Saturday, May 19, 2007

Foster care and sibling separation

Approximately 70 percent of children in foster care in the United States have a sibling who is also in care.

What's a Sibling?
When families break down, relationships become complex and complicated. Therefore sibling relationships might include biological siblings who were relinquished or removed at birth, half-siblings, step-siblings or current/former foster siblings.

Not all couples are married, so a sibling could include: "Mom's ex-boyfriend's daughter."

Importance of Sibling Relationships
Regardless of how complex these relationships might sound, or how tangled the family tree, it is important to recognize the love and connection that might exist between siblings. In a family wherein abuse is taking place, it's not uncommon for siblings to nurture and protect one another.

Separating Siblings
Across the nation, states vary in their policies regarding sibling placement of foster children.

Reasons why sibling groups might not be placed together might include:

1.) Size of sibling group: It's more difficult to find foster families for large sibling groups. Also, agencies have regulations regarding how many children can be placed in a foster home.

2.) Willingness of kinship care providers: Relatives might only be willing to take in children to whom they are related by blood, and not half- or step-siblings.

3.) Special needs of some siblings: A foster home might not provide the resources and support needed by one special needs member of a sibling group.

Grief at the Loss of Siblings
When I was in foster care, I saw my brother once. It was Easter morning, and I had saved up and bought him a basket of goodies. I still remember watching his brown eyes widen at the jellybeans, Peeps and chocolate bunny that I had for him.

I was fourteen. He was eight. We played kickball in the backyard. He ran around the bases at a look of intense concentration... I didn't have the heart to tag him out with the ball.

In earlier years, while my mother was dying, I became my brother's 'mother.' Sure, I wasn't the best surrogate mom in the world. I couldn't cook well, for one thing. But I loved him. When he woke in the night, gnashing his teeth and crying at thunderstorms, I was there. I came into his room and read him stories.

Losing him wasn't just like losing my brother. In a weird way, it was like losing my child.

What Can We Do to Reunite Siblings?
In foster care, when siblings cannot be placed together, it is essential to facilitate regular contact.

Will this be difficult? Yes, certainly.
Is it worth it? Yes, most definitely.
How can it be done? Here are some methods:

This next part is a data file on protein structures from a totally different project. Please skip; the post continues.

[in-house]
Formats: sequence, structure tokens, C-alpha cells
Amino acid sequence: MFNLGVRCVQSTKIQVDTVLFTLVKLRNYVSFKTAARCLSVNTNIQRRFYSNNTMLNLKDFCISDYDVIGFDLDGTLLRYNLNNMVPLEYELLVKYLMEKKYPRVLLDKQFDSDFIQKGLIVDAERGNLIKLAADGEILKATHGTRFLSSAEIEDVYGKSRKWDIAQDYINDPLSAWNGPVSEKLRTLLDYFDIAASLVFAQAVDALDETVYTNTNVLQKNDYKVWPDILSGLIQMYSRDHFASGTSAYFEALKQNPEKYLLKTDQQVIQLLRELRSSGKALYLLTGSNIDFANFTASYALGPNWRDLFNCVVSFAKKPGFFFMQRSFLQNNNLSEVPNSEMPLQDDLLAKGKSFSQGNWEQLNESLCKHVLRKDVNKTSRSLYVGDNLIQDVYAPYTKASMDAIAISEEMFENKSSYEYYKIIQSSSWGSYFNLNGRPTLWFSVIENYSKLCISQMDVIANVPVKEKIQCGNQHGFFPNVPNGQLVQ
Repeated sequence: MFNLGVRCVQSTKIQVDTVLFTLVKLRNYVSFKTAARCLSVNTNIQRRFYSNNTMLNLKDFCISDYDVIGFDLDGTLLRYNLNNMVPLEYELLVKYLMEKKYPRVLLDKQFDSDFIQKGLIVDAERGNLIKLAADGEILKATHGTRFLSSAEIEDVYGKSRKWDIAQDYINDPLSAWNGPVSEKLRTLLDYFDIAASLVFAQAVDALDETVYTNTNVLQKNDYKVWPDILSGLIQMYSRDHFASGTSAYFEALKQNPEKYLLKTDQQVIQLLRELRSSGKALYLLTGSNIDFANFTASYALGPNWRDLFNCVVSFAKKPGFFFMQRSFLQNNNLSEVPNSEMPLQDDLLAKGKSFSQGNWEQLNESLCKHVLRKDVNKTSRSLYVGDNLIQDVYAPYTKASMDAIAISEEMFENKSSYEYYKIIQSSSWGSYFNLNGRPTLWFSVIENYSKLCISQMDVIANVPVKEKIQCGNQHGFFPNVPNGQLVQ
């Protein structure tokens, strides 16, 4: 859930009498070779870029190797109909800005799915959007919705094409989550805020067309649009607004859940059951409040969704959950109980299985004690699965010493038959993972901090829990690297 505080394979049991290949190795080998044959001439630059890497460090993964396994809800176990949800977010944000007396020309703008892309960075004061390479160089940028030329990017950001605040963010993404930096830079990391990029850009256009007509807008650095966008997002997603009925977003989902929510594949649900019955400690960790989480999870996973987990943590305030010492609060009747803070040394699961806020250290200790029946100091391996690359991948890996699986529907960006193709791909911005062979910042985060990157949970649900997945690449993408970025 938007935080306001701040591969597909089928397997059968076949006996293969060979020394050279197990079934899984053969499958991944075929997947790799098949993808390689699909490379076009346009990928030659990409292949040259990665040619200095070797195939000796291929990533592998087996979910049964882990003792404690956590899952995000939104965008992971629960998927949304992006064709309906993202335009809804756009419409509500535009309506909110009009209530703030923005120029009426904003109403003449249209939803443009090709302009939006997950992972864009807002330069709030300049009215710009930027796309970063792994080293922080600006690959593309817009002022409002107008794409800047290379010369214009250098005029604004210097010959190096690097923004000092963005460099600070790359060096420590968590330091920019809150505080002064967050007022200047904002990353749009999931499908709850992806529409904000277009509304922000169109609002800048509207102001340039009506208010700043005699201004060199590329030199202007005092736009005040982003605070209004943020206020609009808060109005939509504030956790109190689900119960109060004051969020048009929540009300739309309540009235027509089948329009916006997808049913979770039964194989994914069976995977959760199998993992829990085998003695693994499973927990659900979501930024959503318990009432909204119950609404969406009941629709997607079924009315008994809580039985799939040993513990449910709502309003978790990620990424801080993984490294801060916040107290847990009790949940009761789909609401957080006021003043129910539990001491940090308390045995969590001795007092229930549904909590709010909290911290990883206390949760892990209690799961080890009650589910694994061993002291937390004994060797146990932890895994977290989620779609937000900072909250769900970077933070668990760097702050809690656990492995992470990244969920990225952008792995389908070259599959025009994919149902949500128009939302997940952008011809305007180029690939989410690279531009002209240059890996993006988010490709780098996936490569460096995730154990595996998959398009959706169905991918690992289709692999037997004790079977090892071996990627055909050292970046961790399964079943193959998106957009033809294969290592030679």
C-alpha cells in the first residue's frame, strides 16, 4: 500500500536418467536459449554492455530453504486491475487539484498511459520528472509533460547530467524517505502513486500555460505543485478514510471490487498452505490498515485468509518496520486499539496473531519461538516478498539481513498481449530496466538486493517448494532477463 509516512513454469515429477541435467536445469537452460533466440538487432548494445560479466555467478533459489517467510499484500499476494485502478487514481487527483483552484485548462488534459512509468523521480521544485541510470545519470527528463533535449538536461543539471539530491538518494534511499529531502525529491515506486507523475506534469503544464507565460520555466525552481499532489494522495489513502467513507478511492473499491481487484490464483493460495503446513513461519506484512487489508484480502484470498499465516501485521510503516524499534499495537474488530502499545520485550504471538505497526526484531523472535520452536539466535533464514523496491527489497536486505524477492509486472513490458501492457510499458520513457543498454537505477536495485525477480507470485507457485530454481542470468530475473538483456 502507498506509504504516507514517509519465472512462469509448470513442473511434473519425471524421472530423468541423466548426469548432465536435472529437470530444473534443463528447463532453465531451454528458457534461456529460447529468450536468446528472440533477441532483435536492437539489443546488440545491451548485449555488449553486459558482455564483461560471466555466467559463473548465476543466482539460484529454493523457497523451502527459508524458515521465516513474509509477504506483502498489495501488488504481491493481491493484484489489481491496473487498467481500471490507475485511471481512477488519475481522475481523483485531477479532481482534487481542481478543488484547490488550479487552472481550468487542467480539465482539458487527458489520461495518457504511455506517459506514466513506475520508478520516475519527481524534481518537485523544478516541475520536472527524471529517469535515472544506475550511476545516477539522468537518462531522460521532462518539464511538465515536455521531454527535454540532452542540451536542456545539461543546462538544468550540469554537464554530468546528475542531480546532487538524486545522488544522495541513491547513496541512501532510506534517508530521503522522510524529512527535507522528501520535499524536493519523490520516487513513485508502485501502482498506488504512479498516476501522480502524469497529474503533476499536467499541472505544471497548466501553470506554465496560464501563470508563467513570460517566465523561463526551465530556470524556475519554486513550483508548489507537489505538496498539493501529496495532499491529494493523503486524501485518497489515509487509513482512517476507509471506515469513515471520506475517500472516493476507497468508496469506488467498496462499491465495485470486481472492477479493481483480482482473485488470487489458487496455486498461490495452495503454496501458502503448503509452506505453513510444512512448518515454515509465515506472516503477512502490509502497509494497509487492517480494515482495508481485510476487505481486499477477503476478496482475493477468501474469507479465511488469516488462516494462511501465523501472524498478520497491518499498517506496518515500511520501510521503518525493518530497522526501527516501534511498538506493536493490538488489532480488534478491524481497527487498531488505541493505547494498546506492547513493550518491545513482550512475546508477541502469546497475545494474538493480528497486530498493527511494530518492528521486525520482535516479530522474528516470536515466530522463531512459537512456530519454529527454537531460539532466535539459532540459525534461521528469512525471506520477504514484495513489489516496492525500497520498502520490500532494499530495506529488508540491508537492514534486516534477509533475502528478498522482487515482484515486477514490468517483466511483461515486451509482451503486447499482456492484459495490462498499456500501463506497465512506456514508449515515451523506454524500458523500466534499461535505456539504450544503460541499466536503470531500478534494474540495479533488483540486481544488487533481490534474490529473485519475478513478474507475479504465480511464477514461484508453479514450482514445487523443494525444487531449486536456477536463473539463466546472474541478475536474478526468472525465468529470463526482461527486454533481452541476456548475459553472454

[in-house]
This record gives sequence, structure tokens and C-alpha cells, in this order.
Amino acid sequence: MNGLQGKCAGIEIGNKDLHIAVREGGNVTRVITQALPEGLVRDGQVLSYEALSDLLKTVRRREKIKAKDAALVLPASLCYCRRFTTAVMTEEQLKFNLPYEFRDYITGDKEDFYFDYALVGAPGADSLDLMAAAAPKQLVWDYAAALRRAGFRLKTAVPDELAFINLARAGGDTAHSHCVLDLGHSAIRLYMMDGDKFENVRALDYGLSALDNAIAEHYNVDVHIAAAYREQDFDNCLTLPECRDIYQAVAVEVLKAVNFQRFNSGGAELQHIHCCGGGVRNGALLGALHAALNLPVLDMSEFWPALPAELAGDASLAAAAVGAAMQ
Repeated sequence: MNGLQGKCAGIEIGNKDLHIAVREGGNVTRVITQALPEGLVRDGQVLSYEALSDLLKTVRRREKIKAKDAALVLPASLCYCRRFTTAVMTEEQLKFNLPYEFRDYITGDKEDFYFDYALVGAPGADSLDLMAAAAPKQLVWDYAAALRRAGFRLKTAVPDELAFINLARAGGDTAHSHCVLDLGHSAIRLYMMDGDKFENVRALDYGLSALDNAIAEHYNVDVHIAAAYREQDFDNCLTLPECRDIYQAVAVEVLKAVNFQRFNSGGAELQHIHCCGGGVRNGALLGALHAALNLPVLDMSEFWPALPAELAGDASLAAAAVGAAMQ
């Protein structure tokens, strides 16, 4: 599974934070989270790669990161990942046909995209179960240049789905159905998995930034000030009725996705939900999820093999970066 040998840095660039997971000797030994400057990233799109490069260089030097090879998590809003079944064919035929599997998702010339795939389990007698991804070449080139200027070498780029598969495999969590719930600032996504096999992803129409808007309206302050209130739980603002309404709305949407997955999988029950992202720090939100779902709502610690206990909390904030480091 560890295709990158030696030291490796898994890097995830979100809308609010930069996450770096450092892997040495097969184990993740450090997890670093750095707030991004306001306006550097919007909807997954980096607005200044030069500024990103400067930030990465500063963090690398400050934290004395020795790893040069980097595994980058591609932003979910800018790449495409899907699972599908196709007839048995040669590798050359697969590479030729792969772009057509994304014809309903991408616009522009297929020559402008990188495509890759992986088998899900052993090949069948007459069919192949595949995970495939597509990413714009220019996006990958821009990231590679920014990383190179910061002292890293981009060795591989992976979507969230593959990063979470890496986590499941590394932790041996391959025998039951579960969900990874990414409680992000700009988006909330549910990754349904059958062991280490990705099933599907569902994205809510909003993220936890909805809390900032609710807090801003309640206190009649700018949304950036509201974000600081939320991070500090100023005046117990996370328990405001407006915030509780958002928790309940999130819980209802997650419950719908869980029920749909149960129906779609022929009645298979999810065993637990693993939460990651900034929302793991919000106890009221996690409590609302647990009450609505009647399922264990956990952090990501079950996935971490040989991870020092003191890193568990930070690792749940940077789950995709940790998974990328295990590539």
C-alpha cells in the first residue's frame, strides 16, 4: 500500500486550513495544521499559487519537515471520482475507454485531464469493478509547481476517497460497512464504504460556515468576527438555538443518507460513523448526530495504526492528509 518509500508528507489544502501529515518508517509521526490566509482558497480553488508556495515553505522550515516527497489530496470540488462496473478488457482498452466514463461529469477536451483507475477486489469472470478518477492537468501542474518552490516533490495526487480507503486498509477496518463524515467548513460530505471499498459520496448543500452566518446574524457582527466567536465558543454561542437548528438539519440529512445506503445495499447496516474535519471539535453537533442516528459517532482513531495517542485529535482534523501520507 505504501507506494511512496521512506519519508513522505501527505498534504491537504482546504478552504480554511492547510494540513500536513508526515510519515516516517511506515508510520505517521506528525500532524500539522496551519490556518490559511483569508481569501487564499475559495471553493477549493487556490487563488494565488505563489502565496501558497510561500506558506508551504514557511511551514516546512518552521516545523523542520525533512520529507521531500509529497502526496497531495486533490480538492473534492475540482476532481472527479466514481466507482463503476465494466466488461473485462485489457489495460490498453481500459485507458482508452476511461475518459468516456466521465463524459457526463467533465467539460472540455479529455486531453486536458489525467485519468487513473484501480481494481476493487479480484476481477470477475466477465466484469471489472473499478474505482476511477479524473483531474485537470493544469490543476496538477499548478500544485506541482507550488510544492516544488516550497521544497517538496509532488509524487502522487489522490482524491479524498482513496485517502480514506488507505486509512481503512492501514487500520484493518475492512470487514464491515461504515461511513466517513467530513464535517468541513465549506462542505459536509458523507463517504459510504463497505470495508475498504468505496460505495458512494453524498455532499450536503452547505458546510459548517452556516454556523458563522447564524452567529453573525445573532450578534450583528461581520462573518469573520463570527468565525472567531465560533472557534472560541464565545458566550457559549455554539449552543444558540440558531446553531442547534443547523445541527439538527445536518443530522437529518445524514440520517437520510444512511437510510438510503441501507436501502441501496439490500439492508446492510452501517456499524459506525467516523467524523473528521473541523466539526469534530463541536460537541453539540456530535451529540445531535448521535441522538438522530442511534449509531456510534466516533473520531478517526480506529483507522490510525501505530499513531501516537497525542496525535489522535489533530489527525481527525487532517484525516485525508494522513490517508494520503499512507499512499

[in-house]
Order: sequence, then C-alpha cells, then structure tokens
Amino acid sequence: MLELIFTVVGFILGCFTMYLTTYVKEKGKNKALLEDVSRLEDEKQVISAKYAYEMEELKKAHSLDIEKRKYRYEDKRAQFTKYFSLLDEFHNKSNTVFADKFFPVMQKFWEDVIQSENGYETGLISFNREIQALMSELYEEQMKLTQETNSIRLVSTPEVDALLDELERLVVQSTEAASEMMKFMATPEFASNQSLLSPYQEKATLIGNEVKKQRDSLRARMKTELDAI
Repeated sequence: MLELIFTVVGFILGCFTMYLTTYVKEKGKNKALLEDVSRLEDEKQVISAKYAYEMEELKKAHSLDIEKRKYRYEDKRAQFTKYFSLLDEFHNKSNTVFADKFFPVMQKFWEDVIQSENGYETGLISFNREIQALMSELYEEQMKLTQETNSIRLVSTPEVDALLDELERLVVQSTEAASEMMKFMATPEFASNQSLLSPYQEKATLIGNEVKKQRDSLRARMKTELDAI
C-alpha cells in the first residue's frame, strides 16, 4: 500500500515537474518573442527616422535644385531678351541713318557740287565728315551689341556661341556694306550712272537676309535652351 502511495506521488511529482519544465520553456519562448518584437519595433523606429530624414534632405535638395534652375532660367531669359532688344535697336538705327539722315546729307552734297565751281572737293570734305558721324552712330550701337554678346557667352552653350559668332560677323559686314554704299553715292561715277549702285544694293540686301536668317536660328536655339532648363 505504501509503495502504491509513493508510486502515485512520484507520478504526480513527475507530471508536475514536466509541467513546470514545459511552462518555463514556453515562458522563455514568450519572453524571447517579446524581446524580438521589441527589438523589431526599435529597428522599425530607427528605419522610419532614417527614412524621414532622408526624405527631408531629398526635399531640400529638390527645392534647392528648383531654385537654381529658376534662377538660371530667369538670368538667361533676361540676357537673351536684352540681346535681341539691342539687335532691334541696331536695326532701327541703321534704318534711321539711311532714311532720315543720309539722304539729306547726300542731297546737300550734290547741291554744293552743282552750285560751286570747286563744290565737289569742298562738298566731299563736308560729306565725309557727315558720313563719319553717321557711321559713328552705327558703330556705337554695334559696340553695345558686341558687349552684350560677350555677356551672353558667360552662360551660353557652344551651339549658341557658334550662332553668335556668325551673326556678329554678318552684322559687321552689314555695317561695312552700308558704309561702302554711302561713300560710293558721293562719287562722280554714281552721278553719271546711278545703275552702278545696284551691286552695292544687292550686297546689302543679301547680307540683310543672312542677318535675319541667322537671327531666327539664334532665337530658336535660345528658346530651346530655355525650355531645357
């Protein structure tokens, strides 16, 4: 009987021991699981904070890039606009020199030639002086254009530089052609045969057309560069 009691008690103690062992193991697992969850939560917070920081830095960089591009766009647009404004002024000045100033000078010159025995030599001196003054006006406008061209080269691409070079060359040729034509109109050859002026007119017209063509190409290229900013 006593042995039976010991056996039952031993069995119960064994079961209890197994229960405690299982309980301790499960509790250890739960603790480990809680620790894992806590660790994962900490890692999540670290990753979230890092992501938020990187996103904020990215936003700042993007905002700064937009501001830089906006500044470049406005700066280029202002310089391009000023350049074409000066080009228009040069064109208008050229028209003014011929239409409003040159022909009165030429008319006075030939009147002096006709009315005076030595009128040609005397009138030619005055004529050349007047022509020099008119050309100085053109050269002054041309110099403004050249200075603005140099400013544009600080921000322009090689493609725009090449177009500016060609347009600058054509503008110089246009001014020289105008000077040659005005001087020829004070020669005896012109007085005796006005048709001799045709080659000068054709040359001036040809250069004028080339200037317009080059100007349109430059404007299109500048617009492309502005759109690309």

1.) Social workers need to create a visitation plan, and involve the children and the adults at their current placements in its formation and evolution over time. This plan needs to include concrete, practical steps and an accountability component.

2.) If siblings are placed in separate foster homes, make sure those homes are in close proximity to one another. Visitation will be more likely to occur if their foster parents or social work doesn't have to drive several hours to facilitate.

3.) Facilitate frequent contact between siblings with letters, email, cards, and phone calls. Make the extra effort to buy stamps and mail the letters, especially for younger children.

4.) Arrange for joint respite care, andnvest in camps like A Camp to Belong (information below).

Allow for Sibling Grief
If children are sad after visiting their siblings, allow them to share and experience those feelings. Listen to them -- but don't use this as an excuse to end the sibling visitation because it's too hard on you afterward.

To learn more about a camp that reunites siblings, please visit:

Child Welfare Information Gateway
2006 Bulletin for Professionals
Sibling Issues in Foster Care and Adoption

Labels: , ,

You said that sometimes, it's hard to keep sibling
>groups together, because state agencies have limits on how many children a
>home can have.
>Now, that is sad, and it goes to show that some of their rules need to be
>evaluated. It would be nice if they made the exeption for a sibling group,
>especially if they exceeded the "limit" by only one child.
>I know that John and I would take in a sibling group of many if we could.
>Just so sad that they wouldn't allow that, and the children would suffer for
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